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Desert Companion

Lakeside Staycation


Courtesy Westin Lake Las Vegas
Courtesy Westin Lake Las Vegas, Hilton Resorts

Mojave winters get downright chilly. Most hotels, from the Strip to Downtown, close their swimming pools for the season. So what’s a local water-lover to do for a staycation weekend in this shivery season? A promising option awaits in the easternmost sliver of Henderson: the nearly mirage-like Lake Las Vegas (

Created nearly three decades ago, Lake Las Vegas shimmers in a reed-rimmed basin with a dramatic backdrop of gnarled, sere mountains and multi-hued, eroded volcanic formations. It’s home to many beautiful waterfowl, including mallards, grebes, and stately herons. Homes are peppered about the landscape, many quite luxurious; lakeside is the faux-but-charming Italianate MonteLago Village with its mini marina. There are palm trees everywhere.


Courtesy Westin Lake Las Vegas, Hilton Resorts


Courtesy Westin Lake Las Vegas
Courtesy Westin Lake Las Vegas, Hilton Resorts


Courtesy Westin Lake Las Vegas
Courtesy Westin Lake Las Vegas, Hilton Resorts

Lake Las Vegas was pummeled by the Great Recession, and many restaurants and boutiques in the area were shuttered; there’s still a closed casino. But life is returning steadily, making this an ideal destination for a night or two just out of sight of Sin City’s skyline.

For families, the expansive Westin Lake Las Vegas Resort & Spa ( is the best choice for lodgings. Located on the far side of the reservoir, it features a lovely Moroccan-themed décor. It has two restaurants, the Japanese-influenced Marssa Steak & Sushi — tip: order the spicy seafood miso soup — and the Mediterranean-meets-New American Rick’s Café. There’s also a bar in the comfortable, multileveled central lobby, next to a stunning patio that overlooks the lake, with the serrated Muddy Mountains in Lake Mead National Recreation Area beyond.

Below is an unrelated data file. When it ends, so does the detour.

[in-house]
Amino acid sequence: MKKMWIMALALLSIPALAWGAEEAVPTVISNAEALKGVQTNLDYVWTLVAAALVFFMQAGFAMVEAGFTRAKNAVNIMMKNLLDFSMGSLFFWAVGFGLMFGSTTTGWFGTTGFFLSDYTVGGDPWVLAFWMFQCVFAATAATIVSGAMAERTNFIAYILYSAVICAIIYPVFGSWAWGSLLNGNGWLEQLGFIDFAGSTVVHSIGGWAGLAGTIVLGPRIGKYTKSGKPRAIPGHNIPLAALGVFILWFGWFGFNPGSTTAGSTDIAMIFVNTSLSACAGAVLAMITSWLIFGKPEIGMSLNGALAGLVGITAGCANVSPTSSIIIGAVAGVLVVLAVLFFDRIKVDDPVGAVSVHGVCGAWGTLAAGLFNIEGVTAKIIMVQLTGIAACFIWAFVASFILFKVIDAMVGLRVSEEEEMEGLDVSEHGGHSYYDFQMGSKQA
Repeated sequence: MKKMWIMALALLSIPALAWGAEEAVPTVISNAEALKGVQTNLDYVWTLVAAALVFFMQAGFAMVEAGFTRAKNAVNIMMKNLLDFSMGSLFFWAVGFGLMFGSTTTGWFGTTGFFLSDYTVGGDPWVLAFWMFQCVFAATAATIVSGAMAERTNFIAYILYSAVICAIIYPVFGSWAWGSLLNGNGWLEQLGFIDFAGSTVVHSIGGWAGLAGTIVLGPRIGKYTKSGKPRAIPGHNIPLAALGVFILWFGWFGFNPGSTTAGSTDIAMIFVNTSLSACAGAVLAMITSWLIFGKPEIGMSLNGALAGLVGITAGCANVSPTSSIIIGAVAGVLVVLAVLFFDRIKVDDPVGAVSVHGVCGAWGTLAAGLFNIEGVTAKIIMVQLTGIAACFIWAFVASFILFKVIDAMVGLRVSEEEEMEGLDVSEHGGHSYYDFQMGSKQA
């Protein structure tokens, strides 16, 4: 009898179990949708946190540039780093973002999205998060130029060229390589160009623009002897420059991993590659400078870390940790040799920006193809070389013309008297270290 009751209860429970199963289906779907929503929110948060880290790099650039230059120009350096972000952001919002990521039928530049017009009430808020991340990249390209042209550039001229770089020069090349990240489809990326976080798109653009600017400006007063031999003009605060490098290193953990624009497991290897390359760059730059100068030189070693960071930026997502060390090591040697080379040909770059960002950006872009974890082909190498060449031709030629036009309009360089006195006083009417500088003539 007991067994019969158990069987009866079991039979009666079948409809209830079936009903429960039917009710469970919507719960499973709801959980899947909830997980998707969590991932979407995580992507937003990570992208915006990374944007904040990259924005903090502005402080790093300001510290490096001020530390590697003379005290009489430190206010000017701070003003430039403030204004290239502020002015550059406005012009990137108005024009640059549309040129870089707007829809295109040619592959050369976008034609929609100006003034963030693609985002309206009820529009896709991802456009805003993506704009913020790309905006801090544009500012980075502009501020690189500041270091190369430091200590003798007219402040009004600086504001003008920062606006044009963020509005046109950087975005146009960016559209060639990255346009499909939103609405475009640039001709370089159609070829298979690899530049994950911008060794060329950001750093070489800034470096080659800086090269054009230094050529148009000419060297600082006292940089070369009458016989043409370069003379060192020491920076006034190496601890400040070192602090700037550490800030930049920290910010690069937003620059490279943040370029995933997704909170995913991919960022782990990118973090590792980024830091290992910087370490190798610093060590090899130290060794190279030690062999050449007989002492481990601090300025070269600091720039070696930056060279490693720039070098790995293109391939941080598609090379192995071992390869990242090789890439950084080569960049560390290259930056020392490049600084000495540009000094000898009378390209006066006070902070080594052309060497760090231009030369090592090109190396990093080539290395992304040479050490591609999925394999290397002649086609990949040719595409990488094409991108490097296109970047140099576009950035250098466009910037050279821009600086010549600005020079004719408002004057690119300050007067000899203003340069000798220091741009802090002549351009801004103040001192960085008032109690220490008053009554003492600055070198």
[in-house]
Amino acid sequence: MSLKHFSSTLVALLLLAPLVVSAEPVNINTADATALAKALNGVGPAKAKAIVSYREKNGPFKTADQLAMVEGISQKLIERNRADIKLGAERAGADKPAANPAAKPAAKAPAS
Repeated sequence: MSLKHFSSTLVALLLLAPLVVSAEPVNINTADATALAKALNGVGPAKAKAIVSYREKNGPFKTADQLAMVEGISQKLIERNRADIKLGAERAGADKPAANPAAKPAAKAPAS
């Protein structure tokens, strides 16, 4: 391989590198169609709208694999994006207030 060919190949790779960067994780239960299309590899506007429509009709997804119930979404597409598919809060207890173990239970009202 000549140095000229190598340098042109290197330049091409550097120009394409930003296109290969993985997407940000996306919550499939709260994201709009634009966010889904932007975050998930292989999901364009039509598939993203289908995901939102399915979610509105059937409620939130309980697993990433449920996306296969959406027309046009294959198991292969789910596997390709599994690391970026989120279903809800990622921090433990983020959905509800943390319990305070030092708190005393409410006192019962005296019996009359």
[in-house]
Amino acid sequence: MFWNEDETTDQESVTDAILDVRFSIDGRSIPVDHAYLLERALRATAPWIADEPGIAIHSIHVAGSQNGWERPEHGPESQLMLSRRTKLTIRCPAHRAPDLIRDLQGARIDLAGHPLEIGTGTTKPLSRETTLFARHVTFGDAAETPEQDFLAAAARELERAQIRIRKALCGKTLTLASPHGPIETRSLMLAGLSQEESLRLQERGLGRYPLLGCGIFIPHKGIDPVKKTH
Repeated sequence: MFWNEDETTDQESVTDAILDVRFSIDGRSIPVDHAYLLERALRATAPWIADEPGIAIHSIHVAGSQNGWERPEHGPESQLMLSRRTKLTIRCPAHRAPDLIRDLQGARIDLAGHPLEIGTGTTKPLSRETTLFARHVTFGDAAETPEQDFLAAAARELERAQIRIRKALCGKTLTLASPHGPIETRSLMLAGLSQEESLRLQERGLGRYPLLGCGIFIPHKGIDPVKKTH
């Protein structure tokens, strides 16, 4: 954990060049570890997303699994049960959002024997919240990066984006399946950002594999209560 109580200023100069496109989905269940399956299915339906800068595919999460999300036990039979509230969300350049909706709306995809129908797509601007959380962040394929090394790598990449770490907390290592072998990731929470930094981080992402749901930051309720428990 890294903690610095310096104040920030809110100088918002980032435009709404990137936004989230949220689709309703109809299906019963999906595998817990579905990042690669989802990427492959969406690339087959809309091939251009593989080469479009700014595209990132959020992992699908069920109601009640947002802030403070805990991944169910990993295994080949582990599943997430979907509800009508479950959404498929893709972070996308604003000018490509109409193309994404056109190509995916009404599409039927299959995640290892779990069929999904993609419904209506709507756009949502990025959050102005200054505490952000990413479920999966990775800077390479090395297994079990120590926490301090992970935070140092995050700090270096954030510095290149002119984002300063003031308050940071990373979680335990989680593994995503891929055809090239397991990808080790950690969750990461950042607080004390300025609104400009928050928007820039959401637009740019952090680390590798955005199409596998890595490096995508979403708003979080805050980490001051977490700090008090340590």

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I’m one of those water-lovers I mentioned earlier, so, most importantly, the Westin has the Nuala Pool, with its two levels and a whirlpool. It’s heated and open year-round, short of inclement weather. Kids seem to prefer the lower level, though during my stays at the Westin, I’ve mostly floated in the upper, more adult-favored pool, with its gorgeous desert vista. In the evenings, I’ve been known to kick back in the whirlpool with a beverage as stars glint in the dark sky overhead. It’s an aquanaut’s dream.

Next to MonteLago Village, the Hilton Lake Las Vegas & Spa ( is an elegant hotel with a lake-spanning, Venice-style loggia bridge, and, of the two resorts, is the more intimate and quiet destination.

Though the village’s meandering streets still have plenty of empty storefronts for rent, a chocolate store, a gelateria, and Italian restaurant Luna Rossa ( all lasted through the lean years. Plus, a few new eateries have opened recently, including gastropub Proof Tavern and side-by-side but separate French spots Le Cafe du Lac ( and Mimi’ & Coco’ Bistro (, where a salade Niçoise and glass of rosé on the sunny patio make for a mini Riviera experience. There’s even a new market carrying groceries and wines for locals; it’s a handy picnic-shopping resource.

If you really want to feel non-Vegasy, the marina has electric cruising boats, kayaks, stand-up paddleboards, and pedal boats for rent. If it’s golf you want, Reflection Bay ( is stunning, and was designed by Jack Nicklaus. Or just stay in your hotel for a spa treatment. And have I mentioned the pool?

If you’ve enjoyed this read, wait until you get your hands on a bunch of these reads from contemporary voices mining the good stuff from Las Vegas — all laid out in a gorgeous design experience. Subscribe. It comes to your house. For real!

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